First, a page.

While their needs might be quite different, seniors in long-term care, survivors of trauma, and children in foster care all benefit when they receive care and services from regulated professionals. The Ontario College of Social Workers and Social Service Workers (the College) ensures those seeking help get what they need.
Established in 2000 after the province passed the Social Work and Social Service Work Act, the College’s mandate is to serve and protect the public interest. It does just that, in several ways:
1. With its registration requirements
As a provincial regulatory body, the College sets strict entry-to-practice and academic requirements that applicants must meet to qualify for registration. Individuals cannot use the protected title of “social worker/registered social worker” or “social service worker/registered social service worker” or present themselves as such without being registered with the College. Registration assures the public that the social workers and social service workers they rely on are professional, qualified, and accountable.
2. Through its Online Register
Ontario law mandates that the College maintain an online register listing social workers’ and social service workers’ registration status, employment information, and history of disciplinary action, if any (as well as other relevant information).
“The Online Register is an invaluable resource that enables anyone to check the status of an individual who has represented themselves as a social worker or social service worker,” explains the College’s Registrar, Lise Betteridge.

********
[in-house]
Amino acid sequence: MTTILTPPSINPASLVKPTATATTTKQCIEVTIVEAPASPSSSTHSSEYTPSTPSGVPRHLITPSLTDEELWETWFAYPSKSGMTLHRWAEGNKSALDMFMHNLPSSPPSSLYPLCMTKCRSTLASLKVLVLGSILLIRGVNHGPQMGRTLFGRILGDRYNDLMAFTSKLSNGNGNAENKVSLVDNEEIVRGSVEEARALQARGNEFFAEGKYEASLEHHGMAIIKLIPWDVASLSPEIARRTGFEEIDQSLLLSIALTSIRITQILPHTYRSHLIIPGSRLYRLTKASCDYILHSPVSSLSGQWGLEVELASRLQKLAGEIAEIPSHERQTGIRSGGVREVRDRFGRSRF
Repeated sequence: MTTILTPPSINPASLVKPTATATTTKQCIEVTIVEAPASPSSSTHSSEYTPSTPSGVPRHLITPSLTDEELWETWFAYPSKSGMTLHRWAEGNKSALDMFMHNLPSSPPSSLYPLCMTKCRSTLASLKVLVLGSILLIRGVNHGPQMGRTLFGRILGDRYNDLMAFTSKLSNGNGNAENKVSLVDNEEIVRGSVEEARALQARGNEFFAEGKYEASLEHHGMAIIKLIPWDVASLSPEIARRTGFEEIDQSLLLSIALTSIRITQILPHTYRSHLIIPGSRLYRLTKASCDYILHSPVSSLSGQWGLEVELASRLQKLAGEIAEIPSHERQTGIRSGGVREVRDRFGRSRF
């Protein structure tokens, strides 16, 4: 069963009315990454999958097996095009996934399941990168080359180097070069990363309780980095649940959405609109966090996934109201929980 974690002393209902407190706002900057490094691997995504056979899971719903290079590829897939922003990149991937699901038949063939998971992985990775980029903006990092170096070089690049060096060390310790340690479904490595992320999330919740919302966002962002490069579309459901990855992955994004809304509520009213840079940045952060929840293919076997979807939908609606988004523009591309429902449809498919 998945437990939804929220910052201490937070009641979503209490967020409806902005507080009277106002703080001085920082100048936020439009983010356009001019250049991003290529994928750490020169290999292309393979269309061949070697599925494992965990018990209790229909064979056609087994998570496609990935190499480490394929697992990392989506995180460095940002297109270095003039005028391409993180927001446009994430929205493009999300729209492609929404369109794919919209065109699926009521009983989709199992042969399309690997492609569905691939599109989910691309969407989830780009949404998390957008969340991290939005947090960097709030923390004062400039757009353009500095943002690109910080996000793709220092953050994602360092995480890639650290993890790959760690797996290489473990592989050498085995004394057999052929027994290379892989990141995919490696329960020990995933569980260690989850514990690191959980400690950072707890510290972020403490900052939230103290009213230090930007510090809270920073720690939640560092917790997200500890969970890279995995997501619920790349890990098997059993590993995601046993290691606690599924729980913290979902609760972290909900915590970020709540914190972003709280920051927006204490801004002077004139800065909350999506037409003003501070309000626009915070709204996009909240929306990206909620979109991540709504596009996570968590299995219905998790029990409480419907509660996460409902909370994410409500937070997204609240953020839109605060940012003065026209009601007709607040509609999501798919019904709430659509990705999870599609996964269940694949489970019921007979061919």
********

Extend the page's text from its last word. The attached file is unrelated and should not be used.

3. By implementing complaints and discipline processes
As part of its public protection mandate, the College has rigorous complaints and discipline processes. By law, the College is required to have a formal complaints process, which enables members of the public who receive social work or social service work services to submit complaints against members of the College. “The College considers and investigates reports and complaints that we receive about alleged misconduct of our members,” notes Betteridge.
Disciplinary steps are taken when necessary and posted publicly on the College’s website. Betteridge urges employers to check the Online Register before hiring a social worker or social service worker. “By doing so, you are establishing important safeguards for your organization and for the clients you serve.”
4. By requiring ongoing professional development
The College’s Continuing Competence Program (CCP) ensures that social workers and social service workers are qualified, continually enhance their knowledge, and remain up to date in their practice. The CCP requires members to engage in self-assessment and goal-setting, ensuring they continue to develop their professional expertise throughout their careers.
Everything the College does comes down to protecting the public from unqualified, incompetent, and unfit practitioners. “Most of those who seek the services of social workers and social service workers are at a vulnerable point in their lives, and likely dealing with a number of issues,” says Betteridge. “They deserve to know they’re protected. That’s why we’re here.”